But imitation is not necessarily the goal of Bohemian Guitars. Mr. Lee says Bohemian is going for something altogether different, explaining how basic principles of electromagnetics allow the different concentration of metals in each guitar body to produce an inherently unique sound.
The company offers two basic guitar lines in addition to their catalog of instrument accessories and apparel. The vintage series uses re-purposed oil cans for a one-size-fits-all approach, whereas the Boho series pieces together recycled metal for a custom pick.
“We would throw these up next to any guitar in the market,” Mr Lee says, observing how the cool, mellow tone of the instrument appeals to collectors, beginning players and touring musicians alike. “We’ve turned it into a real instrument.”
The Bohemian brothers have sold items to players in popular rock groups such as ZZ Top and Hozier and are developing gear for members of indie-rock sensation My Morning Jacket. In July, the company unveiled the first bass guitar and ukulele models, and the Lees say they hope to grow their catalog to include all stringed instruments.
To realize that ambition, the company will continue to rely on grassroots financial support from online crowdfunding that has carried it this far. After exceeding an initial fundraising goal of $20,000 with Kickstarter in 2012, the company has since enjoyed campaigns with Atlanta-based SparkMarket, Ohio-based Fundable and most recently with California-based IndieGogo to the tune of roughly $325,000.
With a fundraising base that draws support from donors in 52 countries, Bohemian Guitars thrives from an image that balances the nonchalance of a creative start-up with the dissidence of an industry underdog seeking to disrupt the currents of mainstream enterprise. The team consists of around 10 employees, one of which retains the title of “chief bohemian officer,” and touts a heady, company-wide philosophy that reads, “Real. Far. Out.”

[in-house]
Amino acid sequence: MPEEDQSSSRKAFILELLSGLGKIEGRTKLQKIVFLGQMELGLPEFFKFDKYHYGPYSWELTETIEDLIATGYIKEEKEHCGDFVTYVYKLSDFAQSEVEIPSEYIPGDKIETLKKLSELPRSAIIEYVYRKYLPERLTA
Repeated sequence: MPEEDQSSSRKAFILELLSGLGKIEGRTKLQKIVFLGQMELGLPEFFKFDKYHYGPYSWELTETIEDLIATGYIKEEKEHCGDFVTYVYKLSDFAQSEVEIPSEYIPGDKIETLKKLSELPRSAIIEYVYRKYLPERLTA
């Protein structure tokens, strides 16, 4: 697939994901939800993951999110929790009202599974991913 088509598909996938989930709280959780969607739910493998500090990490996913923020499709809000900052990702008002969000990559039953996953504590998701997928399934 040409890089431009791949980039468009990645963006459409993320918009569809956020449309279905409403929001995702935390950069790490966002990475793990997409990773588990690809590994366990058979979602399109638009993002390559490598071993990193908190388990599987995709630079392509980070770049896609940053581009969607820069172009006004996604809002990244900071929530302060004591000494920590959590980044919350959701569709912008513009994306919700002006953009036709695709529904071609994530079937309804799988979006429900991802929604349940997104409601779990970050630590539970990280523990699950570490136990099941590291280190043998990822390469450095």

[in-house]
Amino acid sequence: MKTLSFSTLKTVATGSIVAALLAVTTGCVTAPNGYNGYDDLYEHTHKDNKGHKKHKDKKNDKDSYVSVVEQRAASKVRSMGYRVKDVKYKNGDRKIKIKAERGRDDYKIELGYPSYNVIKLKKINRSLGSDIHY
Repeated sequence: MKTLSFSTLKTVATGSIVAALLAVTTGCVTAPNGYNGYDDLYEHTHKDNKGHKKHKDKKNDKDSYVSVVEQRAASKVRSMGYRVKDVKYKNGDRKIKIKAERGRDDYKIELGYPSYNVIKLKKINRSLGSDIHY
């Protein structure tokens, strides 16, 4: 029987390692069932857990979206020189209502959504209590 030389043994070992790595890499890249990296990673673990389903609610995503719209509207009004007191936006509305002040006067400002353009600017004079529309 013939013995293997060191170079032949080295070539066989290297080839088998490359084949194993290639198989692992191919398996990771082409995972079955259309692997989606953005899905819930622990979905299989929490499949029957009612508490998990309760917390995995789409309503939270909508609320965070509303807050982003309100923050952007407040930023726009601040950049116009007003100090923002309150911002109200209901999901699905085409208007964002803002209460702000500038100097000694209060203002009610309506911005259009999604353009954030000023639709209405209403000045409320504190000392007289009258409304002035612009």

Despite strong demand for their product, the brothers price their guitars based solely on the cost of materials and labor for fear of appearing too “greedy,” Mr. Lee admits. The cans are typically found online through private collectors and range from $10 to $100.
“We could say, ‘We will charge an extra hundred bucks because this can is so rare,’ Mr. Lee said, shrugging. “It’s important to be at a price point that everyone can afford.”
That inclusive attitude spills over to the company’s philanthropic efforts. The guitar makers donate their products to charity organizations around the world and plant a tree for every guitar sold thanks to a partnership with Trees for the Future.
Bohemian Guitars may be turning heads in the industry, but its unclear if that attention speaks to a passing fad or the makings of a genuine staple in an industry that’s slipping slowly out of tune with consumer preferences.
“We’re definitely starting to get noticed,” Mr. Lee says as he cradles a newly built bohemian guitar in his Atlanta workshop. “We’re that fresh, new company that is making a dent.”
To learn more about Bohemian Guitars, click here or watch the video below.